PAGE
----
Can you hear that giant sucking sound?
Actually I don't mean the giant sucking sound that Ross Perot talked about back in 1992, the sound of all our jobs going to Mexico. Of course he was only half right... all of our jobs eventually went to China... but he had the right idea.
No, I'm talking about the giant sucking sound that the Laser autobailer makes when you're tanking along at a speed that feels like warp 3 but is probably only about 4 knots or so. I love that sound.
God knows the Laser autobailer is one of the worst components ever installed in a boat. The little O-rings that keep it shut perish and break. And it's all too easy to kick it closed with your foot when you really want it open and you don't realize what you've done until the cockpit is half full of water and you're wondering why the rest of the fleet is so much faster than you all of a sudden. But I love that sweet sucking sound it makes when it's working properly.
Short pause to consider how many minutes will elapse before Joe Rouse posts a comment here telling me how the Force 5 autobailer is far superior...
Last Thursday I went for a sail from Colt State Park in Bristol over to Aquidneck Island heading directly for that monstrosity on the Portsmouth skyline known as The Tower at Carnegie Abbey, a 22 storey skyscraper that would look more at home in downtown Manhattan than in Portsmouth one of the most beautiful towns in New England with its farms and pastures and 56 miles of coastline not to mention its status as "The birthplace of American democracy - 1638".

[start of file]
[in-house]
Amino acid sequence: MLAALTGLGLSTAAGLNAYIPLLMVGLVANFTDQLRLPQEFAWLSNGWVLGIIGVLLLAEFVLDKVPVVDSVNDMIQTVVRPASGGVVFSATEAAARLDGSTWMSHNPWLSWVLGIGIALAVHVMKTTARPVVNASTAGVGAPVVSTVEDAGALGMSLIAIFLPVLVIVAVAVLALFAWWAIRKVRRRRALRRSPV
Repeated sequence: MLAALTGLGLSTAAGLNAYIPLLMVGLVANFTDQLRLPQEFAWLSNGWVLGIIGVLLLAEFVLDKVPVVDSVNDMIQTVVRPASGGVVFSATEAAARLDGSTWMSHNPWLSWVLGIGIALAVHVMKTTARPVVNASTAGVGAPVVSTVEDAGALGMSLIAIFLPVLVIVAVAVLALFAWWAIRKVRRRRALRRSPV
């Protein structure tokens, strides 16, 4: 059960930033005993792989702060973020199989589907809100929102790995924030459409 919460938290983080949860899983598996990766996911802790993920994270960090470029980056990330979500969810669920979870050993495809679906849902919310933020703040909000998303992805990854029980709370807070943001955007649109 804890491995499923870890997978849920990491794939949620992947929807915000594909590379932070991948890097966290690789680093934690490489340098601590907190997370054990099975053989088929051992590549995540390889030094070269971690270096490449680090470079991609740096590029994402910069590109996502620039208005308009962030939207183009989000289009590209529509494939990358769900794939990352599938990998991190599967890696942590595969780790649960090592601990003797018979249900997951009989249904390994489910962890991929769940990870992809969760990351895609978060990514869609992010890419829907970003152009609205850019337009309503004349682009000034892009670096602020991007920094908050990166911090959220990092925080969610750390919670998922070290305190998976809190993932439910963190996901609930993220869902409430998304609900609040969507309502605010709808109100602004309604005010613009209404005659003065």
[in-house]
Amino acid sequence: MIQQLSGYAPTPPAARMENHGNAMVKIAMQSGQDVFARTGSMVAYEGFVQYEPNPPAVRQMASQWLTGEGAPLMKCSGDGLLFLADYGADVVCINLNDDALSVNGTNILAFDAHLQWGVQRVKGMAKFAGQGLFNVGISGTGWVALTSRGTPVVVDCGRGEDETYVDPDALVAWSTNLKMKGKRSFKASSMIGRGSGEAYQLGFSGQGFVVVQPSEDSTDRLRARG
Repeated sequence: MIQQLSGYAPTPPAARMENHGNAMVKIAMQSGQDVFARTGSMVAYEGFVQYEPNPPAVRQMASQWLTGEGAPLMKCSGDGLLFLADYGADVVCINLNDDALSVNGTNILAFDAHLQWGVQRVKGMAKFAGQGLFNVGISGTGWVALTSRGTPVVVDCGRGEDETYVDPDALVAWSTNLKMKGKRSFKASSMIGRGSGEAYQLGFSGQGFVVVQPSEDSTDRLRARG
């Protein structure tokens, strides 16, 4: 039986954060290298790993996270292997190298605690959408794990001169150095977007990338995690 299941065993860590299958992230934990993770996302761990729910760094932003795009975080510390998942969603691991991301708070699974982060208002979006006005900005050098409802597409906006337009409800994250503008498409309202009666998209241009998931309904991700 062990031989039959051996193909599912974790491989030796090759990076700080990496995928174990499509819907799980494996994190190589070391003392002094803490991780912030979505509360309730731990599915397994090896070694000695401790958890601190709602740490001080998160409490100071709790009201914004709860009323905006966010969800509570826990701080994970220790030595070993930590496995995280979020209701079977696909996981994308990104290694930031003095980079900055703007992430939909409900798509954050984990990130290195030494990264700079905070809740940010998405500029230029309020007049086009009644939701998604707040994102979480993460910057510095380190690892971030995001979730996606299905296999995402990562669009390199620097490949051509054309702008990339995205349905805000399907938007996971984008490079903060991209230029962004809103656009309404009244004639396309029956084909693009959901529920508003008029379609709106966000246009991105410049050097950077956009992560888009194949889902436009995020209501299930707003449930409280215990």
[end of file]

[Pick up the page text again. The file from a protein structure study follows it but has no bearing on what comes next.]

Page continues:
Hey, look it up. It's true. 1638. American democracy started here. It says so on a sign when you drive into the town so it must be true.
Where was I? Where am I? Oh yes, I forget to mention that you too can live in the Great Silo of Aquidneck if you want to find 950 grand for a one-bedroom apartment or maybe 7 million for the penthouse. You'd better hurry though, it's selling fast, with those superb views of the crazy old man in his Laser sailing over from Bristol.
Oh yeah. I forgot. This is really a post about Laser sailing.
Anyway, the wind was from the south-west, a tasty 15 knots or so, and I could just about lay the Carnegie Abbey Phallus on a beam reach with only a bit of upwind work to clear Poppasquash Point each way. Man, what a ride. Wild planing reach for several miles. And all the time... that giant sucking sound. I love that sound.
There was a ketch out cruising the Eastern Passage but otherwise not a lot of other boat traffic. Just me and my little Laser and the giant sucking sound.